So with such a corrupted & emotionally-charged psyche, I found Saudi a haven for deluded professionals (ehm…) like my humble self who are focused on being productive with their work with less seductive distractions! But who was that sweet-talking half-covered-with-Abaya sales rep who just marched into our eastern province branch few months back?
She was a sales rep from a local bank selling credit-cards! For the love of God, skipping everything a female professional can do, why did this Saudi woman decide to pick (or was she picked?) such a typical physique-centric job when the job market was opened for the female workforce?
I’ve met many professional working women, who deserve the capacity they’re filling, who understand the dynamics of the work place, how unprofessional & unproductive it is not to stick with a professional attire, and this was a disclaimer & a message to my x- female colleagues… back to the subject in hand!
The other day, a Saudi colleague of mine was sweating as he was about to make a phone call! The business card of the contact person he was calling was for a Saudi woman! But he never dealt with a non-relative (non-relative! Perhaps he only dealt with his mother, sisters aunts & wife(s)) women before as it seems, perhaps the closest of such experience is when dealing with a female nurse at a private hospital or a flaringly gay-looking Filipino McD cashier!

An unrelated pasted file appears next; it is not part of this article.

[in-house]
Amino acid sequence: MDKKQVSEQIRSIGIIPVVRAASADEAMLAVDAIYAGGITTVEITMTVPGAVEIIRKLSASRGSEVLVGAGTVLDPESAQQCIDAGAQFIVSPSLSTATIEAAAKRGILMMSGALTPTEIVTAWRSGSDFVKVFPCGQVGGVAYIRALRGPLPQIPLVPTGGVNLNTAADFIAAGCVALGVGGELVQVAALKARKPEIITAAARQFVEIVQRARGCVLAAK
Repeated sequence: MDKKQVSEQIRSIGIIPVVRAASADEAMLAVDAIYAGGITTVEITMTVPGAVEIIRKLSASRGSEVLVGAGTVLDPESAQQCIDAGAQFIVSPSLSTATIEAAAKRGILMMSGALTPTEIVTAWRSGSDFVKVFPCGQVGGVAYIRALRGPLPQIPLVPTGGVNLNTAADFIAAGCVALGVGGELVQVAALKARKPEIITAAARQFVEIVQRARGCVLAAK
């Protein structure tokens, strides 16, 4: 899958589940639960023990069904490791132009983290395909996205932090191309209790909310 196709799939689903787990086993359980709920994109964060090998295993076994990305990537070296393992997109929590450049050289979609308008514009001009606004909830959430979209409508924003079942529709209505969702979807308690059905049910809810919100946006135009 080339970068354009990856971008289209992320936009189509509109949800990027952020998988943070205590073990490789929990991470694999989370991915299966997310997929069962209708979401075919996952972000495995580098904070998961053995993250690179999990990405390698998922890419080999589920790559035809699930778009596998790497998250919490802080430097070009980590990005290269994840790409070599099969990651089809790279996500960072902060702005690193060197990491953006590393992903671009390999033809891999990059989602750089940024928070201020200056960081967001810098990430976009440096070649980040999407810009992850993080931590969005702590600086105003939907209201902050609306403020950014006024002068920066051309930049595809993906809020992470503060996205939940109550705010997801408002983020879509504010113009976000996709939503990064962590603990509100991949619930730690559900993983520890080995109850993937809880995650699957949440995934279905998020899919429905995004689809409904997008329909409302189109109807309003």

He was struggling to replace the common (must also add: useless) chattery & flattery lines between male counterparts as it was definitely not fit when addressed to a woman, but he improved by the day, yet the symptoms of near heart-attack experience is still there!
I’m not fond of unnecessary mixed environments (gender-ly mixed that is), yet the segregation between genders at all levels here in Saudi have resulted in far more intrinsic social issues that are potentially chronic than it actually protected the society from any anticipated vice!
Another extract from this emerging phenomena is that some companies have started hiring females by department! For instance, you’ll find the whole of a graphic-design department at a marketing agency we deal with; comprised of a female workforce encapsulated in a private section, an interesting concept for sure, definitely practical during this transitional period of Saudi corporate culture.
I believe in a rare opportunity here in Saudi to start something new, to set the record straight and properly regulate the work environment and professional distribution of roles that will facilitate both for men & women the proper jobs in the proper surrounding to achieve utmost productivity and reduce the unhealthy aspects of mixed workplaces!
To the credit of some of the Saudi working women I met, I saw sheer sincerity and seriousness towards their work, in contrast to the infectious attitude of the many female colleagues of mine back home who valued their payroll in terms of Kinda, perfect-nail, TONY&GUY and the ability to go for therapeutic casual shopping at Mecca Mall!
It seems that the urge to prove one’s self in a dominantly male society have created a professional culture among the Saudi women pursuing their careers, and many seem to have excelled as well!
April 18, 2006